On the Saturday, we headed to Saly, which is supposed to be the touristy area of the Petite Cote. Sure enough, it was exactly as expected - much like the resorts you find throughout the Med in Europe. However unfortunately, because of the Conference that is taking place in Dakar this week, all the nice/affordable hotels were full and we didn't have much luck haggling for a good room. By this point as well, my typhoid (though unknown as that to me at the time) was starting to kick in, and having thrown up the night before, I spent the day overcoming the most awful stomach cramps. Safe to say anyway, Saly wasn't working for us! We found a cab and headed down to Mbour, the town most southerly to Dakar on our route, and the plan was there to find a nice hotel and then be in the right place to catch a sept place back to dakar on the Sunday.

Unfortunately, knowing little of where exactly to be dropped and a taxi driver who seemed none to sure of the place either, we were dropped off by the fish market and left to our own devices to find a suitable place to stay. Armed with our bible (the Lonely Planet guidebook), which told of a lovely place with cheap rooms and a nice pool not too far from the market, we set off in search. We walked for what felt like an hour, with the hot sand burning our feet and little children running around us pointing and shouting 'toubab' (white person), yet finally turned up and what was without doubt a lovely hotel. It had African charm, a friendly management and a gorgeous looking pool. We thought we had made it. Unfortunately what we hadn't counted on was the hotel being full. More annoyingly so still, we realised it was full with the same people who had just packed up and left from our last hotel in Somone - such bad luck! It was late by now and not fancying spending more money on a hotel that we wouldn't have time to enjoy after finding it, we decided to head back to Dakar, where we all shared my bed for the night after indulging in a (relatively) expensive meal at a swanky place in town.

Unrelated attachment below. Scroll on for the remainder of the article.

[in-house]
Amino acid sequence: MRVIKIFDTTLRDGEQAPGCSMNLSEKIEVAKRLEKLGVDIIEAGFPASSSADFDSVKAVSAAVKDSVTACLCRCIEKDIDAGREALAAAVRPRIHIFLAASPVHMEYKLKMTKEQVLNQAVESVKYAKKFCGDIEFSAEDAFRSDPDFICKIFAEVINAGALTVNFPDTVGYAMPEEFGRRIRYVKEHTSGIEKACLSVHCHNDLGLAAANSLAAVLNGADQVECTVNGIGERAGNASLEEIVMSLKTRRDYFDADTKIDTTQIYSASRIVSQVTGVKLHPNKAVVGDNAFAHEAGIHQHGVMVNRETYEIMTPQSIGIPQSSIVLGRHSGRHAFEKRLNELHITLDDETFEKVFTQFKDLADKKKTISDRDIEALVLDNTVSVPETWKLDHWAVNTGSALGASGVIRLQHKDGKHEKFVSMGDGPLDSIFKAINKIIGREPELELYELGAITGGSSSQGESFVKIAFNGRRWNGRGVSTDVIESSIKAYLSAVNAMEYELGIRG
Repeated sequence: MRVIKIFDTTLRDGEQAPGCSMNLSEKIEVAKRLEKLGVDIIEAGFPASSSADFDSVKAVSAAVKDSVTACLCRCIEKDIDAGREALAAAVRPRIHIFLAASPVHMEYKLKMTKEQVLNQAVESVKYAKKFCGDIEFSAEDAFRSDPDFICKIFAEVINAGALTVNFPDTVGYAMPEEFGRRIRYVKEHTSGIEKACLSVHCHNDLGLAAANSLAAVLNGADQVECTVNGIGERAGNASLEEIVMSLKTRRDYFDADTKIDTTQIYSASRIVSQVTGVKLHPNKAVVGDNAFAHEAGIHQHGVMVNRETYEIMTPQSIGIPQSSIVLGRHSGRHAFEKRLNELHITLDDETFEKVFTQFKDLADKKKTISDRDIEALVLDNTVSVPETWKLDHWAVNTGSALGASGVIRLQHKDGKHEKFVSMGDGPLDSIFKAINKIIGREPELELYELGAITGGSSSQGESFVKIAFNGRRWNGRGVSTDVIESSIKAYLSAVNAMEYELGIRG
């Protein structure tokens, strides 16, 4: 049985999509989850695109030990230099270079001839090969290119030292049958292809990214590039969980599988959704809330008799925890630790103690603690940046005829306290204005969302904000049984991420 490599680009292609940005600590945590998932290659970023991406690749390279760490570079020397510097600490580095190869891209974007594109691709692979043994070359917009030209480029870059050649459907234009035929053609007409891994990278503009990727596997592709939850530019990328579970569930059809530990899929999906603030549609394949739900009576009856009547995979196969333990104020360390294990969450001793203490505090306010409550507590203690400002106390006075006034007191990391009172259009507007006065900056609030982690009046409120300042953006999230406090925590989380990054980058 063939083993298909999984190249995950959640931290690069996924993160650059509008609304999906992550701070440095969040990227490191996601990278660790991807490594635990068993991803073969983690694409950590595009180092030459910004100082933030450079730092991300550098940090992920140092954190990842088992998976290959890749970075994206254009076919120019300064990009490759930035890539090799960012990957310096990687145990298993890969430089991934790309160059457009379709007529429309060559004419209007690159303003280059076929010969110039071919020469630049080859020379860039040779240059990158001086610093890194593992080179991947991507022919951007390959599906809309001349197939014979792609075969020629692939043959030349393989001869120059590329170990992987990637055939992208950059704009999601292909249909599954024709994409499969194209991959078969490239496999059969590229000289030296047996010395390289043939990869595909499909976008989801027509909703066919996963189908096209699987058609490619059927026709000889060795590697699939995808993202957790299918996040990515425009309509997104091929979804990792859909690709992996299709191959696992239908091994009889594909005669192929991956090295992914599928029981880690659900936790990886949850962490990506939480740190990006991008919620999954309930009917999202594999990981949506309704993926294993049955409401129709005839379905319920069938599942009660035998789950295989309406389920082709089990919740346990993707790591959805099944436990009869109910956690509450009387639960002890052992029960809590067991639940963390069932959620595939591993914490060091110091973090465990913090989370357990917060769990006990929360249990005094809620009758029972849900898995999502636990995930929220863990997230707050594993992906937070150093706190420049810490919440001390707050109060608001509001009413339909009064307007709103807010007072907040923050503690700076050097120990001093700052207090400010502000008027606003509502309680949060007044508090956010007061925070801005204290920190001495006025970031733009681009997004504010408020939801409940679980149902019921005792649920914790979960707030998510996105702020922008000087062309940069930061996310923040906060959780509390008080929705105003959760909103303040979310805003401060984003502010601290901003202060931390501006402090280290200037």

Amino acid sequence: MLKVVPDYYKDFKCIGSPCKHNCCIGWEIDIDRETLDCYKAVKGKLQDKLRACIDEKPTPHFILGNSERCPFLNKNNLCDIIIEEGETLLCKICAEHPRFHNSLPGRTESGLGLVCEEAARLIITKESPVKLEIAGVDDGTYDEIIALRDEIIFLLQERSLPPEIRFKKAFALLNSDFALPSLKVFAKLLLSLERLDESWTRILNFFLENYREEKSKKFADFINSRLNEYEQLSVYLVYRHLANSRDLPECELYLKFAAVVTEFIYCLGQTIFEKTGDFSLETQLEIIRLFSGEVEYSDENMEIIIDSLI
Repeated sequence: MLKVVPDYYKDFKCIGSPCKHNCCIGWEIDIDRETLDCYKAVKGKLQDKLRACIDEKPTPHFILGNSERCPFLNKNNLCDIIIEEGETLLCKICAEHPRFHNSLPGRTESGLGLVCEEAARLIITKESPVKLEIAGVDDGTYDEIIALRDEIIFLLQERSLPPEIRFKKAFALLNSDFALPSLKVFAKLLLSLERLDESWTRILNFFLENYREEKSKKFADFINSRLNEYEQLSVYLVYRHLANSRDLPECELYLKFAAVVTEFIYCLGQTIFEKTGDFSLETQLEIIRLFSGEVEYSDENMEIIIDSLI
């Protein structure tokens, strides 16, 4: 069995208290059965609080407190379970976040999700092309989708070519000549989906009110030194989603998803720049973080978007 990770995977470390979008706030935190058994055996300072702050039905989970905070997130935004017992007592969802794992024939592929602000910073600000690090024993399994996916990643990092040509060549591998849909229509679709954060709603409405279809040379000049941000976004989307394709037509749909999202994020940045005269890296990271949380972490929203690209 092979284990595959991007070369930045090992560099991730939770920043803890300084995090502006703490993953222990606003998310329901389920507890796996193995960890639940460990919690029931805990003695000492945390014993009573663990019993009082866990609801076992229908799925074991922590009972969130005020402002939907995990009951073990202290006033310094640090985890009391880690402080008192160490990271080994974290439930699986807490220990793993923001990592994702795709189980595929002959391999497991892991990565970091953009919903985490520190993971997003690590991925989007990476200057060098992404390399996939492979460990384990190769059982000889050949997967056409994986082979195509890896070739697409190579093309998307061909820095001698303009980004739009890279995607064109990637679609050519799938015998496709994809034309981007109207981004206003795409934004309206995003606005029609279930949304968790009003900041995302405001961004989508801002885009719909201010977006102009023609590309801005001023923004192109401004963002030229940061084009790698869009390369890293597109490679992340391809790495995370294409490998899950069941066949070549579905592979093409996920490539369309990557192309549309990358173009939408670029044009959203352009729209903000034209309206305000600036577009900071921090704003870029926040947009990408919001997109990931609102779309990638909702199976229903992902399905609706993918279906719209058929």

Sunday we did some haggling at the market but generally had a chilled out day - though it's a Muslim country, practically everything closes in Dakar on a Sunday, so there was little to do. The next day I rose bright and early, despite still feeling rough, and ventured to school at 8am sharp. What did find, there was yet again another strike, though this tim, for the whole week! Pissed off as I was at the time, thinking my last week here would be spent wasted, it's actually worked out quite well considering my being ill. Being off sick in my last week woiuld have looked quite bad, especially after taking the Friday off for a holiday at the weekend!

So that's it I think. Last week was pretty uneventful despite meeting the other volunteers and doing normal teaching. Though I did receive a love letter which was quite amusing. One of the guards at the place where Helena works felt the need to put pen to paper and declare his undying love for me despite only seeing me once and our exchange being limited to "merci" "de rien" after his opening the gate for me. How random Senegalese men are.

And now I await the weekend cautiously. I hope to go to Lac Rose tomorrow, and on Sunday intend to spend the day lazing by the pool at Casino Terrou Bi in town. We'll see though. I'm supposed to stay out of the sun with the antibiotics that I'm on, but I'm determined to arrive back in London on Tuesday with a decent tan! It may be my imagination but I feel like my bronzed arms are starting to look pale again!! We'll see anyway. Back home on Tuesday so will probably write again then.

1 comment:

Hayley said...

I'm sure you shouldn't be allowed to travel! Heeheeeeeee.

Don't burn down anything else.
Don't catch any more diseases.
Stop leading on foreign men.


Call me when you get back, I need to laugh over the phone rather than just on the internet, its not quite the same.

Serously though, I hope you feel lots better and enjoy your last week. America will be a cinch after this (quick, touch some wood).